True meaning of Chanukah is not greenby jonathan tobin
|Follow j. on||and|
The holiday hijackers are at it again. First, Passover was transformed from an inspiring commemoration of the birth of the Jewish nation during the Exodus from Egypt into a catchall festival that celebrates the rights of every afflicted minority and fashionable cause imaginable.
Now, it's Chanukah's turn.
This year more groups are again seeking to use the Festival of Lights to force-feed the Jewish public whatever cultural or political theme appeals to them.
Some who have jumped on the ecology bandwagon, now so pervasive in American culture, want to reinvent Chanukah as a green holiday, in which energy conservation and activism against global warming are foremost in our minds.
In fact, the Coalition on the Environment and Jewish Life and the Jewish Council for Public Affairs want us all to switch to more efficient "compact fluorescent light bulbs" — though perhaps what they really want is for us to stop displaying those electric Chanukah menorahs in our windows altogether.
The notion of using the idea of the Chanukah miracle of oil as a metaphor for conservation, as the JCPA claims, may be a stretch, but it is clever.
Not content to merely ride the ecology hobbyhorse this December, the mainstream JCPA also wants to use the season as a prop in its campaign to raise awareness of poverty. It is backing an initiative, called Candle of Righteousness, that seeks to teach about the needs of the less fortunate by encouraging families to donate their holiday gifts to groups that help the poor.
That's a nice idea, especially since it can assist American Jewish parents in weaning their kids away from the idea of Chanukah as a Jewish Christmas in which the toys flow for eight days instead of one.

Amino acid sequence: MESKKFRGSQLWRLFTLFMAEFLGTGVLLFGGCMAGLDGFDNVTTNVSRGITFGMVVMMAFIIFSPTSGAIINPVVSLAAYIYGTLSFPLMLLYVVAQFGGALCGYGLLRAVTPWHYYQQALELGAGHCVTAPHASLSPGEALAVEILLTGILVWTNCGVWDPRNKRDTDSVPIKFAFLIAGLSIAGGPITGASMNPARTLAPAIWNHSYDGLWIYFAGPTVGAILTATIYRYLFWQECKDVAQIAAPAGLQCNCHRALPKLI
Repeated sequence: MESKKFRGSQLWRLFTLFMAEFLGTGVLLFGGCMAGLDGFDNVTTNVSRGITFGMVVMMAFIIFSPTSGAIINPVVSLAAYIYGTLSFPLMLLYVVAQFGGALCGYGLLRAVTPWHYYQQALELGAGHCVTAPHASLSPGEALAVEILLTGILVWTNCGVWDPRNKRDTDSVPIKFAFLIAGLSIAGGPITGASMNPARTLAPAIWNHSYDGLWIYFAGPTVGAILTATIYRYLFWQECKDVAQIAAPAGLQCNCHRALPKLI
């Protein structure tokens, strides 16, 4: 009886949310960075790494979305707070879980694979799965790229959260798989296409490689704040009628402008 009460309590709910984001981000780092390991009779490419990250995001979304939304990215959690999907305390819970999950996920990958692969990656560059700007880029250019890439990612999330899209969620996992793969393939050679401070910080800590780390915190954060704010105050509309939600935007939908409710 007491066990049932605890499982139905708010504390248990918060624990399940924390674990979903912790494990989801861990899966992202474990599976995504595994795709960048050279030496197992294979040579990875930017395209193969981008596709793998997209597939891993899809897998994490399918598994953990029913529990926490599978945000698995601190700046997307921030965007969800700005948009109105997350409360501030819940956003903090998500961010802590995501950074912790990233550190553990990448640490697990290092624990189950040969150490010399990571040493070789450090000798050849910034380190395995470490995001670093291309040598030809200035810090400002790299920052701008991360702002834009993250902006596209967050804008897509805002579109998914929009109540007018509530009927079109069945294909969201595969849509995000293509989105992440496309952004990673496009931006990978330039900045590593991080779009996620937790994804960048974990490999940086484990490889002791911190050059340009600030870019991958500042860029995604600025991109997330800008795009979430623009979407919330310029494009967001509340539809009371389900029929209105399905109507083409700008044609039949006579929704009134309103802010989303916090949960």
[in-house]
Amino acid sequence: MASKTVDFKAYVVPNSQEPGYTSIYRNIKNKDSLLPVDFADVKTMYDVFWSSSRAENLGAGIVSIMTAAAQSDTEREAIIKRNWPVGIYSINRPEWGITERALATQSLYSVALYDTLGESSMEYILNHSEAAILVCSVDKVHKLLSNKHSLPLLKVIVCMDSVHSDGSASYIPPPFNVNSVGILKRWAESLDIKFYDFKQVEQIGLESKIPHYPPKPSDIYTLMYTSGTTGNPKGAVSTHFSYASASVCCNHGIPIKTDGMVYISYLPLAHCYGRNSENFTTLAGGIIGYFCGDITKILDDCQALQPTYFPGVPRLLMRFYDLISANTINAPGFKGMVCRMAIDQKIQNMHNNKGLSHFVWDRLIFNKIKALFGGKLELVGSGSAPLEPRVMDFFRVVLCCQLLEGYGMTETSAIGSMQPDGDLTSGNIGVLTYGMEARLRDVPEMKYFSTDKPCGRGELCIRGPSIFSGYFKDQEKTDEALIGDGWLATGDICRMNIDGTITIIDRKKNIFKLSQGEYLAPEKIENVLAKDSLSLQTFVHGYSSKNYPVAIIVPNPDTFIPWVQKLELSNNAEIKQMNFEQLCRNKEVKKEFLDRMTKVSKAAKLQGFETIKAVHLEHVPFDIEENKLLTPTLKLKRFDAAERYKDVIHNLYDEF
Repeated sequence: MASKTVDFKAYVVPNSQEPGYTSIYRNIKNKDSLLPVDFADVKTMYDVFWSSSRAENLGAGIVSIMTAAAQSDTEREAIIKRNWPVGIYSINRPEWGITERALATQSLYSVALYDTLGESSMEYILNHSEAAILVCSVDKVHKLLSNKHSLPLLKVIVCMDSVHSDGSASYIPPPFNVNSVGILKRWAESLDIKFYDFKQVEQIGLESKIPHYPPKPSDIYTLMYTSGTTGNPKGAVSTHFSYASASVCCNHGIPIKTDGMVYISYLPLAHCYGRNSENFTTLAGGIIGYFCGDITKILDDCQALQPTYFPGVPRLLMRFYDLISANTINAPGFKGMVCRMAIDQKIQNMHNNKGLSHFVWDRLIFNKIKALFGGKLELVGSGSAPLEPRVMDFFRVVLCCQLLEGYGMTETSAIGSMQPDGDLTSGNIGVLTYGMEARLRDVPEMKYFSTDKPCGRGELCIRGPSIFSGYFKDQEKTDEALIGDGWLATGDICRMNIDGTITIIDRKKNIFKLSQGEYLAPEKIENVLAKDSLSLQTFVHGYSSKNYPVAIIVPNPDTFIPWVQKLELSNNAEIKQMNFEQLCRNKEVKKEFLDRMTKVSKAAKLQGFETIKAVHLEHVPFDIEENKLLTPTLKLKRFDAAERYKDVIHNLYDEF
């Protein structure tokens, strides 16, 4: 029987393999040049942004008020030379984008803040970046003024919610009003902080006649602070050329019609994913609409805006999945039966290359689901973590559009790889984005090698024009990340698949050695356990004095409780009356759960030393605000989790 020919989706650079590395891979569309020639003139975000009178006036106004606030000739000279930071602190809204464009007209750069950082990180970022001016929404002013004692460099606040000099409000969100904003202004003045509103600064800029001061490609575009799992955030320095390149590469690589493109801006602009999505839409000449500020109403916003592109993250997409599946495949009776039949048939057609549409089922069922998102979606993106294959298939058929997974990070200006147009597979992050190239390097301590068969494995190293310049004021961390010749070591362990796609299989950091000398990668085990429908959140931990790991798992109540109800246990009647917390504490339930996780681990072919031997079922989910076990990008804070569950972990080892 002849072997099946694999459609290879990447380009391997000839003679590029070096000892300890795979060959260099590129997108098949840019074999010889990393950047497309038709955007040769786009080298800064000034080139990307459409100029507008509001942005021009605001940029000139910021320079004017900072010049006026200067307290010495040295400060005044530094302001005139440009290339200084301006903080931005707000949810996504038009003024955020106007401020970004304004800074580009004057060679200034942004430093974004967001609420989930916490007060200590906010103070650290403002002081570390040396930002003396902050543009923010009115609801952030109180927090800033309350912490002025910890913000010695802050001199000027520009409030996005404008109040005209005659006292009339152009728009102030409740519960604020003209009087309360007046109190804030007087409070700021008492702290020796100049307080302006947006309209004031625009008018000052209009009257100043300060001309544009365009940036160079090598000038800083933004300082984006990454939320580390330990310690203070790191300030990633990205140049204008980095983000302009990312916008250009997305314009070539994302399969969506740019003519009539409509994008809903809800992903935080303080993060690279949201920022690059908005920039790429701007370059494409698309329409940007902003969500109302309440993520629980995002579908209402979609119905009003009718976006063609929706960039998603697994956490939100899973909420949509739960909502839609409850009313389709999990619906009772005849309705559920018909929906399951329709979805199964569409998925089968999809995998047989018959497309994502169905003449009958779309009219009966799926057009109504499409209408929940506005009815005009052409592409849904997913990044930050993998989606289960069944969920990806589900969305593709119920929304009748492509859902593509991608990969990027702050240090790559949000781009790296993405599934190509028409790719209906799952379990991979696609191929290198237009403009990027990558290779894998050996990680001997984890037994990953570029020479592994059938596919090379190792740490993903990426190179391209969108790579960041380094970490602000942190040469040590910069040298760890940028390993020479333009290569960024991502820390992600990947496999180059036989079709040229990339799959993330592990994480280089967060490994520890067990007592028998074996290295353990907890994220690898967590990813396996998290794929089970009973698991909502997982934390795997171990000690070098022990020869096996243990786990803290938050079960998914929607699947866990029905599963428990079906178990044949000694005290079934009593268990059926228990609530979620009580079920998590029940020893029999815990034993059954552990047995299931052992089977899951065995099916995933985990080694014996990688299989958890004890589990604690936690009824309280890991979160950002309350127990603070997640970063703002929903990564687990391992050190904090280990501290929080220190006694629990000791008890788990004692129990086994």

But the good intentions and causes highlighted by some of these faux Chanukah campaigns notwithstanding, this trend is not something we should regard as entirely benign.
It is hardly a surprise that groups and religious denominations that seek to attract an increasingly assimilated Jewish population should resort to such gimmicks. Nor is it without purpose. By making Chanukah more "relevant" to a host of contemporary issues, the promoters of these themes cannot only advance the causes they favor but also can, albeit indirectly, reintroduce their audience to the powerful message of their own traditions.
The truth is, for all too many American Jews, Chanukah is merely a blue-tinsel copy of Christmas or an androgynous celebration that can blend with it as the Chrismukah cards and TV shows try to tell us.
Though the tension between the parochial Jewish aspect of our faith and its more universalist tendencies is as old as Judaism itself, Chanukah is not an empty metaphor into which non-Jewish narratives can be poured at will. It is, in fact, probably the last holiday into which we should be trying to shoehorn unrelated themes.
Far from being a Jewish version of "goodwill toward